Observations on life; particularly spiritual

Posts tagged “heros

Who and how to worship

Domitian 3 400pxThe book of Revelation was written during a time when emperor-worship unified the Roman Empire. The emperor was viewed as a divine figure, to whom temples, altars and priesthoods were dedicated. Emperors were worshipped, honored, respected and served at any cost. Because he rejected emperor worship, John was banished to the island of Patmos (Rev. 1:9-11). From Patmos John urged first century Christians to worship the true God and not the emperor, and he recorded this message in the book of Revelation.

The Greek verb to worship, proskuneo (Strongs #4352), occurs 60 times in the New Testament and 24 (40%) of these are in the book of Revelation. It’s the main book about worship in the New Testament. In this way, the book of Revelation is like the book of Psalms, which is the main book about worship in the Old Testament. In Revelation, worship describes homage or reverence towards God, or a person or an idol or an angel. This shows that if we don’t worship God, then we will worship someone else or something else. Who will we worship? The true God or Satan who is the power behind all false gods? This is important because it determines our eternal destiny.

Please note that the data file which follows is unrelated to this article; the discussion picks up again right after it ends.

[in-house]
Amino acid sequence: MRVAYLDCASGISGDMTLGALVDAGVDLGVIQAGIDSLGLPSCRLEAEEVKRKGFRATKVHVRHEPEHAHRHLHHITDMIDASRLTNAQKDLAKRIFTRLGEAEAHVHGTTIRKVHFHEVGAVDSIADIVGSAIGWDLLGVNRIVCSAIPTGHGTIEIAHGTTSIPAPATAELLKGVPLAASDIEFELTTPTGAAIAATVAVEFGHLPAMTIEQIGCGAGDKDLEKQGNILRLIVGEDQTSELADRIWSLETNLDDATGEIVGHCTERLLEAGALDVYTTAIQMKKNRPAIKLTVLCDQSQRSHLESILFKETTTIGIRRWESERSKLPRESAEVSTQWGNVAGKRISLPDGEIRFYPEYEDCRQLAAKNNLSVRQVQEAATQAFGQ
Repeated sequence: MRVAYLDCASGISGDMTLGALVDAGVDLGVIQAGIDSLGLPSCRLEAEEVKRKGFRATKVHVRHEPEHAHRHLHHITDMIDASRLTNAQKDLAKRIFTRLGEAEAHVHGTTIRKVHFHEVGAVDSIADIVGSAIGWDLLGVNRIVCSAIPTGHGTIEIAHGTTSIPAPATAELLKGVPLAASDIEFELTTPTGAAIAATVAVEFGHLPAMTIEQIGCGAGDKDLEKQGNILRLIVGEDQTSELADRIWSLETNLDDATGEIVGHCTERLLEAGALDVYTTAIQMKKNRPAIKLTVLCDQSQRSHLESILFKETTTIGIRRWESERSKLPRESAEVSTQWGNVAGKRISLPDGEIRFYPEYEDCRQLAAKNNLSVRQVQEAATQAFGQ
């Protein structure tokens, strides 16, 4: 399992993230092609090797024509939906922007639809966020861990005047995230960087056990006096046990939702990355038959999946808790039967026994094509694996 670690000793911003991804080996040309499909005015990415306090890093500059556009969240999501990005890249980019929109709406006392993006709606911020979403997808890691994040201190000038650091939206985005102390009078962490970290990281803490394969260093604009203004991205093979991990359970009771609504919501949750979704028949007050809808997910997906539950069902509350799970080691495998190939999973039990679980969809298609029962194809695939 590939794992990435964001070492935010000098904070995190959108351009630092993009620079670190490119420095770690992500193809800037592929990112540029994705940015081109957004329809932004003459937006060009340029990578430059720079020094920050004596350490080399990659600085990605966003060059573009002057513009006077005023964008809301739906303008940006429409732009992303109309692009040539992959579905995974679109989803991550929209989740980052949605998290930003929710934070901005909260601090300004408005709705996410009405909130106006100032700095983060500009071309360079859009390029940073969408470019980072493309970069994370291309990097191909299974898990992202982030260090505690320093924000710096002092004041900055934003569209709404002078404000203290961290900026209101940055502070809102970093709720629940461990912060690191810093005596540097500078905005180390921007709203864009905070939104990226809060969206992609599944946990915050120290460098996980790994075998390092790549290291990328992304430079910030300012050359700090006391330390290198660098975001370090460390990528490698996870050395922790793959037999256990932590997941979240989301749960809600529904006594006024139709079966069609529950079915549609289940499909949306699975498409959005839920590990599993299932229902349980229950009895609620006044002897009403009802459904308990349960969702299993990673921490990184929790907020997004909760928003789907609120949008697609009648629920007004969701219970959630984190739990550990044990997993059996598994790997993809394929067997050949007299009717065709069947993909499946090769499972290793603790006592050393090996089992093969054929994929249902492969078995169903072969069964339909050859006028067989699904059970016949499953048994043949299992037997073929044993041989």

The book of Revelation is framed with worship – it’s in the first and last chapters. After John sees a vision of the glorified Christ, he “fell at His feet as though dead” (Rev. 1:17NIV). This was an act of worship. After the final vison, John “fell down at the feet of the angel who had been showing” the visions to him (22:8). But the angel tells him to “Worship God” instead (22:9).

In Revelation, worshippers serve (7:15; 22:3), praise (19:5), and offer thanks (4:9; 7:12; 11:17). And they fall down (in worship) before God (4:10; 5:14; 7:11; 11:16; 19:4) and Christ (1:17; 5:8, 14).